Texas is facing similar budget woes as Louisiana and that is having a negative impact on higher education. This articles addresses that and how UH is trying to cope with it. Just thought some of you might find this interesting reading.

I tried to attach a link to the article. When pasting this link, I can't tell if it is working or not, so I copied the article as well. If the link works, the site administrator can delete the lengthy article.

Budget woes force UH to weigh businesslike model

Budget woes force UH to weigh businesslike approach
Everything's on the table as school works to avert a budget meltdown
By JEANNIE KEVER
Copyright 2010 Houston Chronicle
Nov. 17, 2010, 10:09PM


Faced with the possibility of dramatic cuts in state funding, leaders of the state's two largest public universities are trying to change public attitudes, arguing that the state can't afford to cut higher education too deeply.

"We think higher education is a great public good," R. Bowen Loftin, president of Texas A&M University, said as he and the president of the University of Texas at Austin traveled the state this month to promote higher education as a long-term investment in the state's economy.

But leaders of the University of Houston said Wednesday they are also rethinking the way they do business as they face the prospect of huge budget shortfalls, a process that could lead to fewer classes being offered and the merger of some academic departments.

Faculty buyouts are on the table, as are automatic reviews to ensure that faculty members continue to pull their weight after earning tenure.

"We are trying to shift from an academic model to a business model," Renu Khator, president of UH and chancellor of the four-university system, said as regents discussed the gloomy economic forecast. "In the next 10 years, higher education will go through profound change."

The shift in Texas began more than a year ago, when all state agencies, including public colleges and universities, were asked to determine how they could return 5 percent of state funding for the 2010 and 2011 fiscal years. (The 2011 fiscal year started Sept. 1.) When state budget officials made the actual cuts, higher education had been disproportionately hit; although just 12.5 percent of the state budget goes to higher education, it accounted for 41 percent of the cuts.

Universities cut back on travel, streamlined purchasing and left staff positions vacant. When they were told to prepare to cut an additional 10 percent for 2012 and 2013 $29.6 million at UH, and about that much at UT-Austin - they cut deeper.

UT and A&M have been especially aggressive, laying off scores of staffers and instructors. Both schools also offered faculty buyouts, hoping to trim some highly paid professors from the payroll in order to save money in the long run. UH saved $1 million by requiring faculty and staff to take a one-day unpaid furlough, with additional unpaid days off possible in the future.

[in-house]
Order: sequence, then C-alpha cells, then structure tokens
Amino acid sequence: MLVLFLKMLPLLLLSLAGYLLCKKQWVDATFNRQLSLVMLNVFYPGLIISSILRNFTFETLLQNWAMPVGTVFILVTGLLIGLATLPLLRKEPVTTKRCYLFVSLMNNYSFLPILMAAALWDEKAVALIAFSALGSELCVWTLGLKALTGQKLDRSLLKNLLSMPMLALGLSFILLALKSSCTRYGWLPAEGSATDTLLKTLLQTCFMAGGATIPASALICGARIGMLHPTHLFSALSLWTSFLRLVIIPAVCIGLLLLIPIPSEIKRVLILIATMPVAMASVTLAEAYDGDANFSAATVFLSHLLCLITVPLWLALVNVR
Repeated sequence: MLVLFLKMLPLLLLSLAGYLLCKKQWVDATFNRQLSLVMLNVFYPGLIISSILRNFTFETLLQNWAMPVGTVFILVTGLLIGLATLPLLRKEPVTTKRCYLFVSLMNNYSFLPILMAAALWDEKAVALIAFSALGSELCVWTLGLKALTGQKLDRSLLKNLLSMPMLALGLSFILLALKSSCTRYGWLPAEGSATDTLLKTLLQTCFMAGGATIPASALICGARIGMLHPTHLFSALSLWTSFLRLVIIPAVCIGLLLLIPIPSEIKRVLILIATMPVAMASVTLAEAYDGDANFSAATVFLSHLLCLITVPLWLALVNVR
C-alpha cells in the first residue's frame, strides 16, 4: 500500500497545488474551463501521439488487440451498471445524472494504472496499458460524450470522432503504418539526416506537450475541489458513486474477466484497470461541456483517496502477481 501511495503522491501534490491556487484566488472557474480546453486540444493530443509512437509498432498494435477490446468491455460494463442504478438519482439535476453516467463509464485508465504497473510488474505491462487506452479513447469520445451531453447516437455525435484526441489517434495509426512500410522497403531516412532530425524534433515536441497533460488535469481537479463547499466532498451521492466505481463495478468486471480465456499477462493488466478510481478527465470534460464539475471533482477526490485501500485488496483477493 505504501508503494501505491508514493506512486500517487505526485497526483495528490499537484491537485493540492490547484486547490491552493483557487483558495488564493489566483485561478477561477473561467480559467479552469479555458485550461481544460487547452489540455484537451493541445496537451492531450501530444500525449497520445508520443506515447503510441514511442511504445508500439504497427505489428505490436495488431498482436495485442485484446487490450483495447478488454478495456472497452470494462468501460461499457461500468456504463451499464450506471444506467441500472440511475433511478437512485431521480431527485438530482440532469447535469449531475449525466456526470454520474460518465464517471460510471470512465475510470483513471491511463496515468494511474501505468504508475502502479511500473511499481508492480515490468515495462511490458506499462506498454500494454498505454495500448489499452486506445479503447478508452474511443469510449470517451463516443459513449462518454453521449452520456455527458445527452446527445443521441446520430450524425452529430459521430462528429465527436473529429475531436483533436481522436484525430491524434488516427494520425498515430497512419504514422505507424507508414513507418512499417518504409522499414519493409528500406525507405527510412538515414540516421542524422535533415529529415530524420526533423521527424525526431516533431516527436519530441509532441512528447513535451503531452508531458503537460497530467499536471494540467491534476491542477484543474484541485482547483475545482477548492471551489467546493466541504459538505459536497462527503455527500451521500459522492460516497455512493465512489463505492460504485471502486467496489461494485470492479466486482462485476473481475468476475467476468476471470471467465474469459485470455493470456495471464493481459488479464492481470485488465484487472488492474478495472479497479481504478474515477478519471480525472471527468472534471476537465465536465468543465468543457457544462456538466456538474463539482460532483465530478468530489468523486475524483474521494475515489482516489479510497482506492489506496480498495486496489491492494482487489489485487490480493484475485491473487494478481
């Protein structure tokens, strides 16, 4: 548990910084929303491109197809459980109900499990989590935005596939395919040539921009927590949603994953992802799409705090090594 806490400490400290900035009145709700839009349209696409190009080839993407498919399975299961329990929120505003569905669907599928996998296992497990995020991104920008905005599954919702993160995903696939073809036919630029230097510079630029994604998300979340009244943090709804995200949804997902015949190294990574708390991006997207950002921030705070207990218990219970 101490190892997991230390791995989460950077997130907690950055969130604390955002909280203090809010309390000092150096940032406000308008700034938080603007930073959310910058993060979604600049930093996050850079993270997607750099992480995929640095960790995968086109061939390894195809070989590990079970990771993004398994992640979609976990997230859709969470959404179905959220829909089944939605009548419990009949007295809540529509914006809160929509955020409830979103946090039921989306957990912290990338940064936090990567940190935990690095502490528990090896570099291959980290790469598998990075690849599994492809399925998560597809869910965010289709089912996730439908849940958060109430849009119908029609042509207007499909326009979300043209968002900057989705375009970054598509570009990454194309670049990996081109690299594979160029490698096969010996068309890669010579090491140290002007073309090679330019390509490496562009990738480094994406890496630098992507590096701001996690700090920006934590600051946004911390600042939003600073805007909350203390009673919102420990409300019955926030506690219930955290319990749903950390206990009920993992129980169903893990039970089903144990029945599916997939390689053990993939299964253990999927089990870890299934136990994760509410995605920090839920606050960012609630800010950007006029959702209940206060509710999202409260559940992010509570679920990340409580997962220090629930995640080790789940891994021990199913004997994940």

But now, a 10 percent cut would almost be welcomed as good news.

20-25% cuts coming?
With the state's expected budget shortfall predicted to reach as much as $25 billion, that could double.

"It doesn't look too good," said John Antel, an economist and the top academic officer at UH. "If I had to guess, I'd say 20, 25 percent."

Lt. Gov. David Dewhurst earlier this week suggested another 3 percent might be cut for the current fiscal year, although Carl Carlucci, executive vice chancellor for administration and finance at UH, said he isn't sure how that would be implemented.

He and other UH leaders undoubtedly will spend lots of time in Austin when the Legislature convenes in January, arguing their case, along with Loftin, UT President William Powers and officials from other schools. But the UH leaders signaled Wednesday that they are prepared to make permanent changes.

Projections showed that without significant changes, even if state appropriations remain level and tuition and fees go up 2 percent a year, UH would face a $105.7 million shortfall by 2021.

Other schools in the system would be in trouble, too: a $18.3 million shortfall at UH-Downtown, $20.8 million at UH-Clear Lake and $16.1 million at UH-Victoria.

"Higher education is going to have to make it more on its own," Antel said. He said he's met with faculty members to talk about ways to increase revenue, as well as cut expenses.

Making research pay
That will include trying to make more money off research done by university faculty. Raising tuition will be another option, but Carlucci said that depends on what happens with state funding, as well as what other schools do.

"It's clear we would like to limit increases," he said.

Dan Wells, a professor of biology and biochemistry and former president of the Faculty Senate at UH, said the group will survey faculty to see if there is interest in a program to encourage early retirements.

That might not save much money, Carlucci said, since someone would still have to teach classes.

For now, at UH and at universities across the state, plans to reinvent higher education continue.

Carol Robertson Ray, chairwoman of the board of regents, said the university will make whatever cuts are needed.

"We totally support the Legislature in the tough decisions they have to make," said Ray, who like all regents currently serving in the state was appointed by Gov. Rick Perry. "Our plan is to be ready to respond."

jeannie.kever@chron.com